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Economics

Sylvia Field Porter

As the first woman on the financial desk of a big-city newspaper and the first woman to break into the world of writing about finance, Sylvia Field Porter, economist, columnist, and best-selling author, was a pioneer for over half a century in educating the American consumer about money matters.

Jessica Blanche Peixotto

Jessica Blanche Peixotto, a member of a prominent Sephardic family distinguished for its long history of intellectual, philanthropic, and cultural contributions to the United States, broke gender boundaries throughout her career as a social economist and university professor.

Sylvia Ostry

A distinguished economist and fellow of the Royal Society of Canada, Sylvia Ostry was born in Winnipeg to Morris J. and Betsy Stoller Knelman.

Mizrahi Feminism in Israel

The phrase “Mizrahi feminism” has been increasingly used to refer to the academic discipline and literature, as well as the practices, which seek to extend the liberal Israeli feminist discourse into a multicultural context—specifically, to include women originating in Arab/Muslim countries.

Rosa Luxemburg

Rosa Luxemburg was one of the great Marxist theorists of the twentieth century; her radical conception of socialist democracy stands in opposition to both bolshevik authoritarianism and technocratic reformism. Born in the Polish city of Zamosc (75 km SE of Lublin), she grew up in an assimilated, middle class Jewish family. She learned German at home and, undoubtedly, a certain affinity for enlightenment ideals. Luxemburg would never join the famous Jewish socialist organization known as the Bund, and she was basically unconcerned with issues of identity. It was during her high school years that she met Leo Jogiches (1867–1919), who would play a central role in the history of continental socialism. They became youthful lovers, but even after the end of their romantic relationship, they would continue to work together. Her engagement with political issues began while she was still in high school as a member first of the Proletariat, the first socialist organization in Poland. Internationalist in orientation, concerned with building a mass base, it was decimated by the government following the strike wave of the 1880s. Luxemburg fled her homeland in 1887 and later enrolled in the University of Zurich, where she completed a dissertation on “The Industrial Development of Poland” (1898).

Esther Lowenthal

In 1960, Bryn Mawr College celebrated its seventy-fifth anniversary by honoring seventy-five of its most distinguished alumnae. Esther Lowenthal was lauded as “a lucid and lively teacher, an efficient, clear-headed dean, and a witty, warm-hearted, and invaluable member of the... community.” Lowenthal was born on September 15, 1883, in Rochester, New York, to Louise and Max Lowenthal. Her father was one of the founders of the Mechanics Institute, now the Rochester Institute of Technology.

Sara Landau

Sara Landau was born in Philadelphia, Pennsylvania, on November 4, 1890, to Morris (Fred) and Frieda (Shapiro) Landau, who had married in Poland before coming to America in the early 1880s. Sara was the first surviving child of the Landaus, who later had two other daughters, Minnie and Mathilda. She spent part of her early life in Louisiana, graduating from high school in Crowley in 1906, attending Southwest Industrial Institute in Lafayette, and teaching business courses for several years. Around 1914, she and her family moved to Louisville, Kentucky, where her father operated a boys’ clothing factory until the Depression of the 1930s.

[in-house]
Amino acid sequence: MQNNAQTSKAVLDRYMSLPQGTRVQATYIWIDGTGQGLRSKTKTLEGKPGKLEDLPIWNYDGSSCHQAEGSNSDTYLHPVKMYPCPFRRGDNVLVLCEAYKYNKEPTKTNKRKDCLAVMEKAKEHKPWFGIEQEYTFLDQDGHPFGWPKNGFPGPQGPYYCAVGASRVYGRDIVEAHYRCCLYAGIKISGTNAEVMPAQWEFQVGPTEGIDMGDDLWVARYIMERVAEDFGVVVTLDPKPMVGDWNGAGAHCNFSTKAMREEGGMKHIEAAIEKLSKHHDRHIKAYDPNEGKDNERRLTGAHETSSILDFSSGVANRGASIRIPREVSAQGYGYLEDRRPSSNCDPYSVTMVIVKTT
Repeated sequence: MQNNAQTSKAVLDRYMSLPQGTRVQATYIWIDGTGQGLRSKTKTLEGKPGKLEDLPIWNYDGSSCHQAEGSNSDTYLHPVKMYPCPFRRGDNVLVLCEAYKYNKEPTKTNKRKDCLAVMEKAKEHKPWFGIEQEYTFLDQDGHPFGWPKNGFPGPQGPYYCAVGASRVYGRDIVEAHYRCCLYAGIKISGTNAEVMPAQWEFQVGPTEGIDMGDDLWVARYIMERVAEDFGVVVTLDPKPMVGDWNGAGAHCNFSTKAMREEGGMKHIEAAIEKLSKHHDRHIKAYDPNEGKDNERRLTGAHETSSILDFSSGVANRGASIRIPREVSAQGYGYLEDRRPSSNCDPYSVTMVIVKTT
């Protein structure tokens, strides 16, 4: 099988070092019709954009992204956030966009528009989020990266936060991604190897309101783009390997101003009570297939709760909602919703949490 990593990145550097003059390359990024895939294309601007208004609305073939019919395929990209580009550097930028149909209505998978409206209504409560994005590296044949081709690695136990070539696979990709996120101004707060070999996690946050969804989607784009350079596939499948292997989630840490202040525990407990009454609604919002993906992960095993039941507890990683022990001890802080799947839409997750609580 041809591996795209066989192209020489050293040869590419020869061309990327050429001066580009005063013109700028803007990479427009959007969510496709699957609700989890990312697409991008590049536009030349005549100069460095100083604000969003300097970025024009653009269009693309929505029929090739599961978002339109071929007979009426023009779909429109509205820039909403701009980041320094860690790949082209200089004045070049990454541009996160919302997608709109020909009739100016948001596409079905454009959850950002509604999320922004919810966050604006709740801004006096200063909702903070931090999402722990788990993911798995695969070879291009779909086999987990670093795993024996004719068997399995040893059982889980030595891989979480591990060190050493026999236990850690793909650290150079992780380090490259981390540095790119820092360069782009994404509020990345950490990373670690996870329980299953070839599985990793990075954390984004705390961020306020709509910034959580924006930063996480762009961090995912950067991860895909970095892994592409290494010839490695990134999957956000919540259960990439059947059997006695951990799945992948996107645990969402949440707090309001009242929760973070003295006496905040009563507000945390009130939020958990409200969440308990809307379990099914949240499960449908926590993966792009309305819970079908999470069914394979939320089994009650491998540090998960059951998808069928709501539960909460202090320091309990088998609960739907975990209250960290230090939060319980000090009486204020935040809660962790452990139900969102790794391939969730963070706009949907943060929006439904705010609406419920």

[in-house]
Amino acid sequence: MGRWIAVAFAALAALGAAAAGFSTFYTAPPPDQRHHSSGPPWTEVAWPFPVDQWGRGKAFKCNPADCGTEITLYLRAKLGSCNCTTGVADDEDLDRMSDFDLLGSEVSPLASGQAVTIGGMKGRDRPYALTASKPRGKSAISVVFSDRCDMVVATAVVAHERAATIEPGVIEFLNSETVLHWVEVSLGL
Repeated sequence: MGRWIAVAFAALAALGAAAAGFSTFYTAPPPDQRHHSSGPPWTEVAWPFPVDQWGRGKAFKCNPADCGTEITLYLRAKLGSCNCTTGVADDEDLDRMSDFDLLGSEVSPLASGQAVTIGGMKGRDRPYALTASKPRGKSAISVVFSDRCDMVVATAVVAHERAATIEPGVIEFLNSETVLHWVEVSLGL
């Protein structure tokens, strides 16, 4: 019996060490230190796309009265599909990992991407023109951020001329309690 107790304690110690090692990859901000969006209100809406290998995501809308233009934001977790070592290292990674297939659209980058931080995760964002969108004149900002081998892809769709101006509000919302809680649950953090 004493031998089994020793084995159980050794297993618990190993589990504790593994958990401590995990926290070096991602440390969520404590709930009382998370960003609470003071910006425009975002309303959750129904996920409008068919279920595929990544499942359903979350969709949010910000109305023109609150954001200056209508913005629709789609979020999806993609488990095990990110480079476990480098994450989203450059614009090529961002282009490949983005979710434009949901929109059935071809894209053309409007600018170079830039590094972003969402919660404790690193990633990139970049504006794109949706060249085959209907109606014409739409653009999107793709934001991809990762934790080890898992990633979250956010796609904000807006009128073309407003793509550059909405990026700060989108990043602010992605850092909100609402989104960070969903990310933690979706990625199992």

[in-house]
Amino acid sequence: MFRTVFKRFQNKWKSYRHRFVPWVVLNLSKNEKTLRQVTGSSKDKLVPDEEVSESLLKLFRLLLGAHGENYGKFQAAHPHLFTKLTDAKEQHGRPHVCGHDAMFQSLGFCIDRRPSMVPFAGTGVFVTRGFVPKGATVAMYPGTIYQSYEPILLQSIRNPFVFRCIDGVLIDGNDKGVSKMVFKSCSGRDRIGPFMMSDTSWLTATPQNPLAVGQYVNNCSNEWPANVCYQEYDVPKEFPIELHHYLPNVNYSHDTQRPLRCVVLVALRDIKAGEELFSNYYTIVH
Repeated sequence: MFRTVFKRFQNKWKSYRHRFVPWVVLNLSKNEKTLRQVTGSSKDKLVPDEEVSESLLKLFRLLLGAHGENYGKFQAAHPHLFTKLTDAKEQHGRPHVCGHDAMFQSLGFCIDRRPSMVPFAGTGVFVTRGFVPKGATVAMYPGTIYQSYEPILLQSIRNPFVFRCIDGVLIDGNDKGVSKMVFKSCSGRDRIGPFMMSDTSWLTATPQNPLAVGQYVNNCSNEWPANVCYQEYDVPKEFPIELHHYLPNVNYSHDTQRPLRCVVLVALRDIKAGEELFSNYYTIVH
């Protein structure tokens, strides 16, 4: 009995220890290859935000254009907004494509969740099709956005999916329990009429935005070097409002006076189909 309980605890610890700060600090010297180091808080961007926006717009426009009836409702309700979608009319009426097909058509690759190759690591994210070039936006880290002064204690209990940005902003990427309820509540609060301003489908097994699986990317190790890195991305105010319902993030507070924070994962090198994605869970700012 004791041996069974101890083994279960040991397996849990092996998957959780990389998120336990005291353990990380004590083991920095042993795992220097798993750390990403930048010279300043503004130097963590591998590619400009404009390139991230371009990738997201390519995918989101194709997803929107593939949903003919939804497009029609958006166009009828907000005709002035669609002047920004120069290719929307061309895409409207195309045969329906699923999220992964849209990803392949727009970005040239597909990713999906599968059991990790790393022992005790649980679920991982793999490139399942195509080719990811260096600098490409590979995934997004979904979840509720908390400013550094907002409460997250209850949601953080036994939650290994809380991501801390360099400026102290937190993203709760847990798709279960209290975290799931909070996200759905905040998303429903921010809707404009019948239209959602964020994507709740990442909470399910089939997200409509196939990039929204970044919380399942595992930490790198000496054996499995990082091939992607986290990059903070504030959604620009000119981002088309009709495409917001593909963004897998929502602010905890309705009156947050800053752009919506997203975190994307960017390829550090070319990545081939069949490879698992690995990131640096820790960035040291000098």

Kinnim (Tractate)

Tractate Kinnim (“nest” or “birds in a nest”), the last tractate in Order Kodashim, deals with the smallest type of sacrifice, a pair of turtledoves or young pigeons—one nest, hence the title. Scripture terms this type of sacrifice a bird offering, and it is divided into obligatory and voluntary offerings.

Kibbutz Ha-Dati Movement (1929-1948)

Agricultural settlements based on the collective principles of the [jwa_encyclopedia_glossary:342]kibbutz[/jwa_encyclopedia_glossary] were among the outstanding enterprises of the Zionist movement. While agricultural settlement was an important value in religious Zionism as well, those members of the religious Zionist movement who joined collective settlements constituted a unique group.

Kibbutz

As a secular and democratic community, the kibbutz—first founded in 1910—strove to implement egalitarian principles as expressed in the slogan: “From each according to his ability, to each according to his needs.” In addition, from the 1920s on, due to [jwa_encyclopedia_glossary:342]kibbutz[/jwa_encyclopedia_glossary] women’s collective action, gender equality became part and parcel of the kibbutz movement’s normative discourse, a kind of “self-understood symbol of this classless society” (Bernstein, 1992; Fogiel-Bijaoui, 1992; Izraeli, 1992; Near, 1992; Reinharz, 1992).

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How to cite this page

Jewish Women's Archive. "Economics." (Viewed on December 16, 2017) <https://jwa.org/topics/economics>.

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